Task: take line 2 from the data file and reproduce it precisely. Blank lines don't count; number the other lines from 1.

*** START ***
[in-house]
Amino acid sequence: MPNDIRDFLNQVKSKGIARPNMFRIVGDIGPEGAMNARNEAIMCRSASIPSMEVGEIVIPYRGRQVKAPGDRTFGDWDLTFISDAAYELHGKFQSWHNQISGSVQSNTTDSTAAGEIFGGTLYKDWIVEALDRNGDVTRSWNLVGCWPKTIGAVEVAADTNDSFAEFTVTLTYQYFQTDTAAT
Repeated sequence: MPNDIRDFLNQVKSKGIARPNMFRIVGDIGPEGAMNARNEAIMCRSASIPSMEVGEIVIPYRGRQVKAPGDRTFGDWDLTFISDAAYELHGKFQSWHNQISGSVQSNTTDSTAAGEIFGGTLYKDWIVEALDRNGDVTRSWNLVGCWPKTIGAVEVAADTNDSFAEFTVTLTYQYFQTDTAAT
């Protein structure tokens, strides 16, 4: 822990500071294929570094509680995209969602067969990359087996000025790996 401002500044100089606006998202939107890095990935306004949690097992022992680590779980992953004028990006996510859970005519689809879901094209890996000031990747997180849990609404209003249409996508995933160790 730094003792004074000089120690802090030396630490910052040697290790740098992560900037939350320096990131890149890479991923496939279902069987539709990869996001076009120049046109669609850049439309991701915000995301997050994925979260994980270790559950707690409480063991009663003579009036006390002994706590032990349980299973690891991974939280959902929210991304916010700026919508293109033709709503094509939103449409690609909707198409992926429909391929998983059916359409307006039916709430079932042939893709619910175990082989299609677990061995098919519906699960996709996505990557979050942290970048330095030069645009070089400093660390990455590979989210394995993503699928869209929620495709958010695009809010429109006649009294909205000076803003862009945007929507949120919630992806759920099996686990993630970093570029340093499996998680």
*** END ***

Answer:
Amino acid sequence: MPNDIRDFLNQVKSKGIARPNMFRIVGDIGPEGAMNARNEAIMCRSASIPSMEVGEIVIPYRGRQVKAPGDRTFGDWDLTFISDAAYELHGKFQSWHNQISGSVQSNTTDSTAAGEIFGGTLYKDWIVEALDRNGDVTRSWNLVGCWPKTIGAVEVAADTNDSFAEFTVTLTYQYFQTDTAAT